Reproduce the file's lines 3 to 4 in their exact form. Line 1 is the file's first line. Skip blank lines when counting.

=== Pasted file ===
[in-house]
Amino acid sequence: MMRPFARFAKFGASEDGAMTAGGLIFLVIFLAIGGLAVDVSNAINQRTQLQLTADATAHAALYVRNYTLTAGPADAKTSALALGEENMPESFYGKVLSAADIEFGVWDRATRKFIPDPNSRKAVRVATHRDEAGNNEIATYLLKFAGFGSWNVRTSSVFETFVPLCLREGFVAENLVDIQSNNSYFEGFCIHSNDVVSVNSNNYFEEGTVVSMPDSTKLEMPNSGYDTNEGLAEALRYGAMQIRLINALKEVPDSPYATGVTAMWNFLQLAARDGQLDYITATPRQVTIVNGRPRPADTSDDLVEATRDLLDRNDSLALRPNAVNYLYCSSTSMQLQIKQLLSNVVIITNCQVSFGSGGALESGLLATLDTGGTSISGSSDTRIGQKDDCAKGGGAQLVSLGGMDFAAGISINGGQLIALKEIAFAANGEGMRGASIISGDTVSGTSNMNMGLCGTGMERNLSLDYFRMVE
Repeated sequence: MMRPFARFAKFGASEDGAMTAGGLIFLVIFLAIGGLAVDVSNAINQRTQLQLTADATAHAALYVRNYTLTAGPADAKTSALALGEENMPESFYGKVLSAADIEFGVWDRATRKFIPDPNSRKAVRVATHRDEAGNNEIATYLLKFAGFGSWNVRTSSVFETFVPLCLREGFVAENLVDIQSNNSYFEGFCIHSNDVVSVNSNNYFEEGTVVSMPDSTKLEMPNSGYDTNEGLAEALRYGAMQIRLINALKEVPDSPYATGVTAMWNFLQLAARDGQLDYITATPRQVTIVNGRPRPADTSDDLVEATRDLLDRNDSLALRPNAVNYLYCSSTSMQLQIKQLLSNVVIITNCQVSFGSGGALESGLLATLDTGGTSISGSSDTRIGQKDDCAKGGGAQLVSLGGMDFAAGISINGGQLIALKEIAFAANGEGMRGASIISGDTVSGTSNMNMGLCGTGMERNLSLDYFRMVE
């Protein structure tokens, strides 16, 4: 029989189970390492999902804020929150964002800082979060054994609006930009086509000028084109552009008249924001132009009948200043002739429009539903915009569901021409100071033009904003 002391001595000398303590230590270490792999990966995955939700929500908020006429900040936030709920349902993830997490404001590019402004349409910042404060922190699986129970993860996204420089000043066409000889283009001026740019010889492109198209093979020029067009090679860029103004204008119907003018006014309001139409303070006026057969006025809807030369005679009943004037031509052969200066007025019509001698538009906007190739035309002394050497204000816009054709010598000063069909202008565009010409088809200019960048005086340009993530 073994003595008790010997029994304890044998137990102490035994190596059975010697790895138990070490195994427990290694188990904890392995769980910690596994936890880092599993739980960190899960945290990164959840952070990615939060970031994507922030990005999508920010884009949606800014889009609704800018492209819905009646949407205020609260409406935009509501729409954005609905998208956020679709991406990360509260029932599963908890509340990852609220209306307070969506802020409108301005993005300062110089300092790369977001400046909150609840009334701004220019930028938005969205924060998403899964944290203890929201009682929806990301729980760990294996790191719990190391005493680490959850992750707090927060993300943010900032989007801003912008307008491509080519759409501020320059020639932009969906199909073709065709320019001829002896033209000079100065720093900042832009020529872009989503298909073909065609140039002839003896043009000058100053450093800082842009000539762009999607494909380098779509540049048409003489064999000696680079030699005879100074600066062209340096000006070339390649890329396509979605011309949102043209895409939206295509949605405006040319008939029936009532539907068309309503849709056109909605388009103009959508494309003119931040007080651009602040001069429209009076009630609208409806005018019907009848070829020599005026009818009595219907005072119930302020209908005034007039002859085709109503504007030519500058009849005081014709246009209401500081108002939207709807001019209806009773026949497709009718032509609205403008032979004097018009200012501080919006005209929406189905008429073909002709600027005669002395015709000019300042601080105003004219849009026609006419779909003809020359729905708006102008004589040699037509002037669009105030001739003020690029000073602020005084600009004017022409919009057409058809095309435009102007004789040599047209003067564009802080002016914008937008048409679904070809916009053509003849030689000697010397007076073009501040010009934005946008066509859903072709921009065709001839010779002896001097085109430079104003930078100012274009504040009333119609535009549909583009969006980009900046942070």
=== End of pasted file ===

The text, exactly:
Repeated sequence: MMRPFARFAKFGASEDGAMTAGGLIFLVIFLAIGGLAVDVSNAINQRTQLQLTADATAHAALYVRNYTLTAGPADAKTSALALGEENMPESFYGKVLSAADIEFGVWDRATRKFIPDPNSRKAVRVATHRDEAGNNEIATYLLKFAGFGSWNVRTSSVFETFVPLCLREGFVAENLVDIQSNNSYFEGFCIHSNDVVSVNSNNYFEEGTVVSMPDSTKLEMPNSGYDTNEGLAEALRYGAMQIRLINALKEVPDSPYATGVTAMWNFLQLAARDGQLDYITATPRQVTIVNGRPRPADTSDDLVEATRDLLDRNDSLALRPNAVNYLYCSSTSMQLQIKQLLSNVVIITNCQVSFGSGGALESGLLATLDTGGTSISGSSDTRIGQKDDCAKGGGAQLVSLGGMDFAAGISINGGQLIALKEIAFAANGEGMRGASIISGDTVSGTSNMNMGLCGTGMERNLSLDYFRMVE
């Protein structure tokens, strides 16, 4: 029989189970390492999902804020929150964002800082979060054994609006930009086509000028084109552009008249924001132009009948200043002739429009539903915009569901021409100071033009904003 002391001595000398303590230590270490792999990966995955939700929500908020006429900040936030709920349902993830997490404001590019402004349409910042404060922190699986129970993860996204420089000043066409000889283009001026740019010889492109198209093979020029067009090679860029103004204008119907003018006014309001139409303070006026057969006025809807030369005679009943004037031509052969200066007025019509001698538009906007190739035309002394050497204000816009054709010598000063069909202008565009010409088809200019960048005086340009993530 073994003595008790010997029994304890044998137990102490035994190596059975010697790895138990070490195994427990290694188990904890392995769980910690596994936890880092599993739980960190899960945290990164959840952070990615939060970031994507922030990005999508920010884009949606800014889009609704800018492209819905009646949407205020609260409406935009509501729409954005609905998208956020679709991406990360509260029932599963908890509340990852609220209306307070969506802020409108301005993005300062110089300092790369977001400046909150609840009334701004220019930028938005969205924060998403899964944290203890929201009682929806990301729980760990294996790191719990190391005493680490959850992750707090927060993300943010900032989007801003912008307008491509080519759409501020320059020639932009969906199909073709065709320019001829002896033209000079100065720093900042832009020529872009989503298909073909065609140039002839003896043009000058100053450093800082842009000539762009999607494909380098779509540049048409003489064999000696680079030699005879100074600066062209340096000006070339390649890329396509979605011309949102043209895409939206295509949605405006040319008939029936009532539907068309309503849709056109909605388009103009959508494309003119931040007080651009602040001069429209009076009630609208409806005018019907009848070829020599005026009818009595219907005072119930302020209908005034007039002859085709109503504007030519500058009849005081014709246009209401500081108002939207709807001019209806009773026949497709009718032509609205403008032979004097018009200012501080919006005209929406189905008429073909002709600027005669002395015709000019300042601080105003004219849009026609006419779909003809020359729905708006102008004589040699037509002037669009105030001739003020690029000073602020005084600009004017022409919009057409058809095309435009102007004789040599047209003067564009802080002016914008937008048409679904070809916009053509003849030689000697010397007076073009501040010009934005946008066509859903072709921009065709001839010779002896001097085109430079104003930078100012274009504040009333119609535009549909583009969006980009900046942070």